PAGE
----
October 21, 2016

FDA: Don’t Give the Dog a Bone


Bones are not a safe treat for dogs of any size, says the U. S. Food and Drug Administration (FDA).  “You’ve just finished a big weekend family dinner and you are wondering what to do with the bones from the ham and roast, when in trots your big black Labrador Retriever. It’s hard to resist those longing, puppy-dog eyes,” begins their warning. But it’s in your pets best interest to find a safer treat.

Bones can cause all kinds of problems for your dog including choking, blockages of the gastrointestinal tract, cuts and wounds in the mouth or on the tonsils, vomiting, diarrhea, bleeding from the rectum, and death. The FDA has received about 35 reports of illnesses in dogs and eight fatalities related to bone treats. The agency has also received reports of product problems, such as bones shattering when pulled from their packaging and contamination with bacteria.

“Some people think it’s OK to give dogs large bones to chew on” says Carmela Stamper, a veterinarian in the Center for Veterinary Medicine (CVM) at the FDA. “But giving your dog a bone might lead to an unexpected trip to your veterinarian, a possible emergency surgery, or even death for your pet.”

Bone treats sold at retail stores that have been linked to problems include those descried as “Ham Bones,” “Pork Femur Bones,” “Rib Bones,” and “Smokey Knuckle Bones”—were listed in the reports.  The products can become brittle or dry in smoking or baking process. They could also contain ingredients not tolerated well by dogs such as preservatives, seasonings, and smoke flavorings.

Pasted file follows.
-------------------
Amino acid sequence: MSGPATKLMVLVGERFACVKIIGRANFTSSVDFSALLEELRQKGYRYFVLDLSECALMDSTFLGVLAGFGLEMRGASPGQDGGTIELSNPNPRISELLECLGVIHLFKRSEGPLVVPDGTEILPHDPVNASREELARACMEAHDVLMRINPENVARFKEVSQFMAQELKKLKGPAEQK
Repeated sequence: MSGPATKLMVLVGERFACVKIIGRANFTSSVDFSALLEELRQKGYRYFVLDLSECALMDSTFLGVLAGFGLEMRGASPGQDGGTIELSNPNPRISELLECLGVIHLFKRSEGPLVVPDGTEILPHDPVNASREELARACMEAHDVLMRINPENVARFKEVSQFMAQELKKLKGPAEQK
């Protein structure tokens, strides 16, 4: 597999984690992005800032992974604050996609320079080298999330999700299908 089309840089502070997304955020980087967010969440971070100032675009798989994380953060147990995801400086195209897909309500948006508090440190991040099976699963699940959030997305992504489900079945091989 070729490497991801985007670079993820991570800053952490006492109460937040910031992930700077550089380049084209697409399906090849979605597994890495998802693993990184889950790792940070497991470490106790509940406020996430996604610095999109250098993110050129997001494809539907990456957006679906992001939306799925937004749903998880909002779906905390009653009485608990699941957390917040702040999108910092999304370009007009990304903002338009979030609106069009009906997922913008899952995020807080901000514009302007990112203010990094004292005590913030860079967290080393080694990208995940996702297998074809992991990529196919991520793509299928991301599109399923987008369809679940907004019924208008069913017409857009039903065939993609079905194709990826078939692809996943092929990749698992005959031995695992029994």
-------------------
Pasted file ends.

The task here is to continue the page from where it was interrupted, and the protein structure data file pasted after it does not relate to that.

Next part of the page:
Dog bones can also be contaminated with bacteria that can cause serious or life-threatening illness in dogs who eat them and the humans who handle them. This week, a recall was issued for dog bones by the Blue Buffalo Company.  The “Cub Size Wilderness Wild Chews Bones” are contaminated with Salmonella.

Symptoms of a Salmonella infection in humans include nausea, vomiting, diarrhea, bloody diarrhea, abdominal cramping and fever. In some cases, Salmonella can also cause heart problems, arthritis, muscle pain, eye irritation and urinary tract problems. Consumers who have handled this dog treat and developed these symptoms should contact their healthcare provider.

Pets with Salmonella infections may have decreased appetite, fever, abdominal pain,  lethargy, diarrhea, bloody diarrhea, or vomiting. Infected but otherwise healthy pets can be carriers of the bacteria and infect others. If your pet has consumed the recalled product and has these symptoms, contact your veterinarian.

Sometimes even if you don’t give your pet a treat, he may decide to help himself. During the holidays, it’s especially important to make sure dogs can’t get into the trash.

Consumers who have experienced problems with pet treats they have purchased can report them on the FDA’s Web page on “How to Report a Pet Food Complaint” or call CVM at 240-402-7002.


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